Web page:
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Supreme Court Rules Against Apple in App Store Antitrust Case

Update 11:47 a.m. ET: Added analyst comment.

Apple takes a cut of everything you buy in the iOS App Store, but that could change. The Supreme Court ruled Monday (May 13) that an antitrust lawsuit against Apple can proceed, which may spell the end of Apple’s 30% commission on third-party apps.

The Supreme Court justices ruled 5-4 that a class-action lawsuit filed by consumers can proceed, the Washington Post reported. The group of plaintiffs argued that developers priced their apps higher than they otherwise would to account for Apple’s commission. Apple’s response: Because the App Store is a marketplace, Apple isn’t responsible for how developers price their apps.

But now the antitrust lawsuit can go ahead, which could have ramifications for other tech companies who offer platforms for services. Those companies, which include Facebook, Google and Amazon, were on Apple’s side during the Supreme Court deliberation, and may be affected by the outcome of the antitrust suit.

MORE: Apple vs. Spotify Antitrust Battle Could Change the App Store Forever

It isn’t just paid apps or in-app purchases that make pricing decisions to account for Apple’s decision. Subscription services like Spotify raise their monthly rates by 30% if you sign up in the iOS app versus through the company directly.

Spotify filed a complaint against Apple in the European Union, and the EU has launched an antitrust investigation into Apple’s App Store commission practices.

Now Apple has to contend with legal challenges on both sides of the pond. At the same time, the company is raking in money from App Store purchases — and paying developers billions. In 2018, Apple paid out $34 billion in App Store revenues to app developers, a 28% increase year-over-year.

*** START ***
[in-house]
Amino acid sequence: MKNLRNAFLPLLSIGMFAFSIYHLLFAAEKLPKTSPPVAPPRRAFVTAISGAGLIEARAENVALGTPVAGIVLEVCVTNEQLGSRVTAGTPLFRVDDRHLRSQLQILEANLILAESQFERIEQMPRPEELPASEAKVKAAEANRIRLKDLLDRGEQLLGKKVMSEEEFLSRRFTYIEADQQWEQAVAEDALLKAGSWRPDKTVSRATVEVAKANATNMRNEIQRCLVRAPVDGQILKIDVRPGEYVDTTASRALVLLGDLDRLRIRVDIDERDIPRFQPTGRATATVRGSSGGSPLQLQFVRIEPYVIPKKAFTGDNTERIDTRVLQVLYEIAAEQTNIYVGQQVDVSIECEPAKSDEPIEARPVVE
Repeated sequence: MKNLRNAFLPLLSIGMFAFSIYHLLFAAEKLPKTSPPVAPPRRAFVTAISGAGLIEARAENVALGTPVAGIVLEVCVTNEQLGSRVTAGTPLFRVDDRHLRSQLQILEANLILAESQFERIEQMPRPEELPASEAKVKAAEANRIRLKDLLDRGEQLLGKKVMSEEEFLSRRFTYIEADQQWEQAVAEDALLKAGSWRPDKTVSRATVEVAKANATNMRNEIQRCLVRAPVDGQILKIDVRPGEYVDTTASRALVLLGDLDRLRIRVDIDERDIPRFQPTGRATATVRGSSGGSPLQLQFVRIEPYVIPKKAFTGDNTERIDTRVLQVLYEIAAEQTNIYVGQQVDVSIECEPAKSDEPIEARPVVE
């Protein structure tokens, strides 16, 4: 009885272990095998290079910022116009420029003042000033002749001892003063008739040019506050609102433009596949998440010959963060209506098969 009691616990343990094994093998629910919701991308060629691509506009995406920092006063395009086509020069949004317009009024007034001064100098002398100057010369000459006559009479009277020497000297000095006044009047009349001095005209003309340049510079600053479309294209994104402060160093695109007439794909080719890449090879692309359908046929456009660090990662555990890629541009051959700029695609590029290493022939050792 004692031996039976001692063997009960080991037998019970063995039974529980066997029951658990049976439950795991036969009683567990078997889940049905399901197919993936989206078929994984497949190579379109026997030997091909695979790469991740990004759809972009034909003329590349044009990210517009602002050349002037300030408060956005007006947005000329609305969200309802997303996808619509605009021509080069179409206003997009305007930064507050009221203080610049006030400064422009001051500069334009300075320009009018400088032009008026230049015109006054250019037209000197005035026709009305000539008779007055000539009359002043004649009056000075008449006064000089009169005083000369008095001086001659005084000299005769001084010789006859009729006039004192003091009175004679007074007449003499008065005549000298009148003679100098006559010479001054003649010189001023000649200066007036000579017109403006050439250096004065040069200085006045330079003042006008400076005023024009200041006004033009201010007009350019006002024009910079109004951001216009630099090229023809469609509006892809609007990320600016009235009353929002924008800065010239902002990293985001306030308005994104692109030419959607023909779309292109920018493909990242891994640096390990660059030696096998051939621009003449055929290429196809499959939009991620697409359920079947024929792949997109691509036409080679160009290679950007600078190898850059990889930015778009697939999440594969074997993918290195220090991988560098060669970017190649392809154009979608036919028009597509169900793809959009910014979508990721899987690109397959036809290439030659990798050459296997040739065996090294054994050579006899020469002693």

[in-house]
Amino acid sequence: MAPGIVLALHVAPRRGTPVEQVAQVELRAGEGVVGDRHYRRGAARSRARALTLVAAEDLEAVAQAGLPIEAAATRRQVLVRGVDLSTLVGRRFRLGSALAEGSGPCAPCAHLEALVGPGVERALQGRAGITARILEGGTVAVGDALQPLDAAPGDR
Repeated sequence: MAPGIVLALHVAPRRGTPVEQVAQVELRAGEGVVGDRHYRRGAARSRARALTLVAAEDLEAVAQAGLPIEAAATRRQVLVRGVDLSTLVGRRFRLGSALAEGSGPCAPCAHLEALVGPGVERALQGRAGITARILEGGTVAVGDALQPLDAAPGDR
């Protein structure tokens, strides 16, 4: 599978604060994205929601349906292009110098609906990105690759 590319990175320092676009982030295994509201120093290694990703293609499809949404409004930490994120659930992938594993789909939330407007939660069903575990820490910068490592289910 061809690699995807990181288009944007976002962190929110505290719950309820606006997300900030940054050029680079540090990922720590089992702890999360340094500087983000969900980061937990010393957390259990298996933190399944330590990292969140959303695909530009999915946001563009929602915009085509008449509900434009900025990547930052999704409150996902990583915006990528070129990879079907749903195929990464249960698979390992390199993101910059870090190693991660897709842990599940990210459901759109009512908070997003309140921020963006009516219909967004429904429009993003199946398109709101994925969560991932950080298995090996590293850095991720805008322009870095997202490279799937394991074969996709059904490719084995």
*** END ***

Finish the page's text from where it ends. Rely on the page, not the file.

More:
So what does this Supreme Court decision mean for those of us who buy apps in the App Store? Not much — yet.

"It doesn't change how much apps cost, what Apple charges its developers, or whether consumers can load apps from outside the App Store," said Techsponential lead analyst Avi Greengart. "The controlled software environment is a key value proposition for iOS, so Apple can be expected to fight this vigorously. But if Apple does lose, one possible outcome is that Apple might be forced to allow consumers to install apps from outside the App Store."

We have reached out to Apple for comment and will update this story with any response.

Caitlin is a Senior editor for Gizmodo. She has also worked on Tom's Guide, Macworld, PCWorld and the Las Vegas Review-Journal. When she's not testing out the latest devices, you can find her running around the streets of Los Angeles, putting in morning miles or searching for the best tacos.